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Sterling holds up against nervous euro, eyes on CPI and retail data
[LONDON] Sterling edged up on Monday, extending its winning streak against the euro for a sixth straight day after enjoying a boost from last week's better-than-expected manufacturing and trade data.
The pound was up over 0.3 per cent against the US dollar and steady against the euro which has been hit by nerves around a pickup in political uncertainty in Europe and the ongoing standoff in Greek bailout talks.
"We're looking for the pound to trade relatively well in the near term with upside against the euro in particular," said MUFG currency economist Lee Hardman.
"There's a lot of political risk coming up in Europe with elections in France and later in the Netherlands, Germany and Italy and after the unexpected results from Brexit and the US elections last year, the market has learned to become a little more nervous ahead of those events."
Investors will be watching the release of British inflation and retail data this week to see how sentiment is holding up and whether an expected weakness in December was temporary or the start of a weakening trend for consumer spending ahead.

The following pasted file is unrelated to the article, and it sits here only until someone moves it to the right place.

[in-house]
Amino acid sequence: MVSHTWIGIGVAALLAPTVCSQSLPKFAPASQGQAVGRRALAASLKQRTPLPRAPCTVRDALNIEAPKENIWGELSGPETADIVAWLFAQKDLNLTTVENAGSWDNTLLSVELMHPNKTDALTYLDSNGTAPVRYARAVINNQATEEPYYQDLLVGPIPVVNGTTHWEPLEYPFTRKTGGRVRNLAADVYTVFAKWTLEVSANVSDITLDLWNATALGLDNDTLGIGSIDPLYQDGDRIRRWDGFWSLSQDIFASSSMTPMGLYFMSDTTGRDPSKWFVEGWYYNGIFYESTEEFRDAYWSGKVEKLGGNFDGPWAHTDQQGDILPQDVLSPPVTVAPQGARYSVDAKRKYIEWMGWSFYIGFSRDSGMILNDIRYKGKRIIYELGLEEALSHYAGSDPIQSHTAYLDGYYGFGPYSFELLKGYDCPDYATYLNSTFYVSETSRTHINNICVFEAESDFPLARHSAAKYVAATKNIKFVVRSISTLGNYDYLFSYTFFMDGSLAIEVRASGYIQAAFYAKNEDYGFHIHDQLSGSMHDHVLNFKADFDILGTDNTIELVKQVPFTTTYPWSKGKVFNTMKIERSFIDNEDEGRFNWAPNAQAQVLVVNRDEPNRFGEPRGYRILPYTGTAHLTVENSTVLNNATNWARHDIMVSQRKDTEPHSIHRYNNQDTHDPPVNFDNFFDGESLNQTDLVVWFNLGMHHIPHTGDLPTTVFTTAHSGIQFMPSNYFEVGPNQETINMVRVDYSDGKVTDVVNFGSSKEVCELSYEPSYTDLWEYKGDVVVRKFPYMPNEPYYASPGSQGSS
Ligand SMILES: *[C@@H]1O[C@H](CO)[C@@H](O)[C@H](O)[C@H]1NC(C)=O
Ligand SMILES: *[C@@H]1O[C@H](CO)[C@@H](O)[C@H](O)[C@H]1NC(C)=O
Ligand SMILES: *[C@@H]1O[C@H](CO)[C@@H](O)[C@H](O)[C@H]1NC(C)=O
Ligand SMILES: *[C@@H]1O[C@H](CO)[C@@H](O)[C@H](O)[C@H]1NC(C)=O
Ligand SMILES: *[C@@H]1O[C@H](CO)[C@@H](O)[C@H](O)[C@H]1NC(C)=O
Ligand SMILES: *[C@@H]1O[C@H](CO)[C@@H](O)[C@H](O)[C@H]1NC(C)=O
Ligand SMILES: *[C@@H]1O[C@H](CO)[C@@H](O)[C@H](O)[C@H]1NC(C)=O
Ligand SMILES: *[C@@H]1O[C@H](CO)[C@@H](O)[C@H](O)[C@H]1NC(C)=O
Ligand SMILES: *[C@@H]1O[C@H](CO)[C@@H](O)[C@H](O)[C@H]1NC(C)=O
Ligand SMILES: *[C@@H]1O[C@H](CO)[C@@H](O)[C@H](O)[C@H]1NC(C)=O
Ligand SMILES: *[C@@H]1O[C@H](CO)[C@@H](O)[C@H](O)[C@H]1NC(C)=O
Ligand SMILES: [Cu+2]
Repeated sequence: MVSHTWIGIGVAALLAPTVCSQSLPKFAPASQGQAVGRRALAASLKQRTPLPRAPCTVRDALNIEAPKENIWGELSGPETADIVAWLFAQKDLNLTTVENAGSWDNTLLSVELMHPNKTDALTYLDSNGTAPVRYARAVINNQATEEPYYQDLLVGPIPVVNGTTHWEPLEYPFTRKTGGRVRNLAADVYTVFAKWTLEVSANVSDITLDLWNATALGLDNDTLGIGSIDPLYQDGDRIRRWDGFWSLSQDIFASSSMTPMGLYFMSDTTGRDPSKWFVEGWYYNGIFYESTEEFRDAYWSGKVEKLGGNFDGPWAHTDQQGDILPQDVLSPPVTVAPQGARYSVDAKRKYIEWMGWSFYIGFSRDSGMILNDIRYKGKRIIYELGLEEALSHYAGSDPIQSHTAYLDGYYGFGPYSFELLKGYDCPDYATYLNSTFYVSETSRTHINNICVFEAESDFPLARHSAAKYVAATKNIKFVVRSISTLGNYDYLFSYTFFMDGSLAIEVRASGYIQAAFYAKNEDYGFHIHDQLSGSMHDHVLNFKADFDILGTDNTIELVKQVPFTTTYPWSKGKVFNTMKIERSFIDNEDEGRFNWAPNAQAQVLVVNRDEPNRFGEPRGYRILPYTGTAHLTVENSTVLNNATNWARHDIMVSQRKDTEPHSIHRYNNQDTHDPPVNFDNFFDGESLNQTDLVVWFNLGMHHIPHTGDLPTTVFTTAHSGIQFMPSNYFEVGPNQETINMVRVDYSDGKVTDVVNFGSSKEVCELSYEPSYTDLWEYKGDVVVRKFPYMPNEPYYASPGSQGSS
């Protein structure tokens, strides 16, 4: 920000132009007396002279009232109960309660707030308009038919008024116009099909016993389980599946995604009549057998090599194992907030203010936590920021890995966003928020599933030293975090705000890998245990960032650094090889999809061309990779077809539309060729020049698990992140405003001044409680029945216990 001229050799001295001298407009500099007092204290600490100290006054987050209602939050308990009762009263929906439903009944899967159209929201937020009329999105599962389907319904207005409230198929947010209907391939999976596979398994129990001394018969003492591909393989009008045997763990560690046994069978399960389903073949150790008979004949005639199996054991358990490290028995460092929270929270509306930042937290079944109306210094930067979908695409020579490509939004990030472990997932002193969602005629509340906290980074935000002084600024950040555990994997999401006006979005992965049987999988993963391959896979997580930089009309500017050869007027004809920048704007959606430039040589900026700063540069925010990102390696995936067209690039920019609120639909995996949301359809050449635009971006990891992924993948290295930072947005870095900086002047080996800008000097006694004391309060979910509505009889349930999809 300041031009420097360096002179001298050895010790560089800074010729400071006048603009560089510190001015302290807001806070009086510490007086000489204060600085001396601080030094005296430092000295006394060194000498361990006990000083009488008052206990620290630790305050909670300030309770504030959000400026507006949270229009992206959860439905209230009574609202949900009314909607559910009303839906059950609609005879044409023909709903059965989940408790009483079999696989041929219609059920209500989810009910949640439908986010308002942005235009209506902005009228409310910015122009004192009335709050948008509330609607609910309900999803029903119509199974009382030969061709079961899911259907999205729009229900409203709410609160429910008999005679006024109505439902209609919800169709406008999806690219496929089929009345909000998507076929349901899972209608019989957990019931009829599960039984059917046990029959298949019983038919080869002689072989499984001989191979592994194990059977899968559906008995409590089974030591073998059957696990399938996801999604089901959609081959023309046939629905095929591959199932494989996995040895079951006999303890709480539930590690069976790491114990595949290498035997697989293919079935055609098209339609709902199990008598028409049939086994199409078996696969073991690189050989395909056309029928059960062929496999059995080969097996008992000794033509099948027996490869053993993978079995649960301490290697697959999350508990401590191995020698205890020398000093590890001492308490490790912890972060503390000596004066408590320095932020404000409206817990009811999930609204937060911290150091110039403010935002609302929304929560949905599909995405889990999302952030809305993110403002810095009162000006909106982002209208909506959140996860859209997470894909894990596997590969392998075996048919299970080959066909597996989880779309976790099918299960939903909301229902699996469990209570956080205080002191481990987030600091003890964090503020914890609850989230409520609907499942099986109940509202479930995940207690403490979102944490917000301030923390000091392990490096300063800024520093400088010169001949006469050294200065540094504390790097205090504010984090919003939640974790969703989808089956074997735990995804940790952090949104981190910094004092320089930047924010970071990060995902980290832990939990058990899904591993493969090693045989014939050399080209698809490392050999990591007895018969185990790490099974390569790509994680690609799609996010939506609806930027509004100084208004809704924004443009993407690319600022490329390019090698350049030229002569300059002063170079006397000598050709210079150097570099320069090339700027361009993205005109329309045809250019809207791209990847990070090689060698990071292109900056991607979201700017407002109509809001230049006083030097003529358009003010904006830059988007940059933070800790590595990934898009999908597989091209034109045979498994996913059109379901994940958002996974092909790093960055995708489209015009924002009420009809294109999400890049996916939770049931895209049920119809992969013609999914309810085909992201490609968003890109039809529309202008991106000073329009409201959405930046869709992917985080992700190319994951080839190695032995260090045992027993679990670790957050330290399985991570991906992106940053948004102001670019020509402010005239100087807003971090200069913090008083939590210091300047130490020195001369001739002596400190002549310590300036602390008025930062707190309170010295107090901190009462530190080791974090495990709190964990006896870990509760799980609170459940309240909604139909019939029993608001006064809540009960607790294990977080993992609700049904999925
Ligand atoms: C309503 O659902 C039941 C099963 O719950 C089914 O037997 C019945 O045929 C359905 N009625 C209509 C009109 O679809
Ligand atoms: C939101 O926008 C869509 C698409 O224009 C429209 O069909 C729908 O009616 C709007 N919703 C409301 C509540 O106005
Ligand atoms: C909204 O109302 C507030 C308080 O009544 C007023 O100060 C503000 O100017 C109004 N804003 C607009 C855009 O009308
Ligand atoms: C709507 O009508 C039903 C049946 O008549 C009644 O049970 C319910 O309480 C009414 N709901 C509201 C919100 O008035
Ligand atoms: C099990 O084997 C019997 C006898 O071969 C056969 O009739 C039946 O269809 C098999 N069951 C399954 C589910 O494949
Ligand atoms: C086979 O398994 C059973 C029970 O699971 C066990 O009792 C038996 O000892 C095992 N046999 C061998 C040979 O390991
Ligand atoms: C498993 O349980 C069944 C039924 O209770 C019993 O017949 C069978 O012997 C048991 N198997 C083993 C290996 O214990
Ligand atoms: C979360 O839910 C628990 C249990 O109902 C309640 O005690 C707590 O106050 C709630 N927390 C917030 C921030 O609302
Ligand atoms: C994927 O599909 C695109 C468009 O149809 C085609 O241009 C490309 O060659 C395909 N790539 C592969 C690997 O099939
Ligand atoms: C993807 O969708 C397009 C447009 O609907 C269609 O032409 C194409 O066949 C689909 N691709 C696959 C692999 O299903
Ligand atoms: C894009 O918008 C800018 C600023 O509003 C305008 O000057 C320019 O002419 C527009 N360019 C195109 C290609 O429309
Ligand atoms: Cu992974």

"We expect to see rising CPI and weaker retail sales," Kathleen Brooks, research director at City Index said in a note.
"Overall, that could be a toxic mix for the pound, especially if rising prices are seen to be already restraining consumption."
A number of forward-looking indicators of sentiment have dipped in the past 10 days, stirring nerves among investors that a weakening of growth predicted by many economists since the vote to leave the EU last June is finally materialising.
But manufacturing output rose 2.1 per cent in December, far higher than the 0.5 per cent rise forecast in a Reuters poll. And compared with December 2015, it was up four per cent, the strongest increase since April 2014.
Sterling was trading at just over US$1.25 at 0840 GMT and around 85 pence to the euro, sticking to the levels that saw its best week against the latter in over three months last week.
While the pound's moves since June show a preoccupation with the UK vote to exit the European Union, MUFG's Hardman doesn't buy speculation that triggering Article 50 to begin the formal process could justify another leg lower in the currency.
"It's kind of a formality," he said.
"It's pretty obvious that the UK is going to be leaving the EU and it's just a matter of when those negotiations start."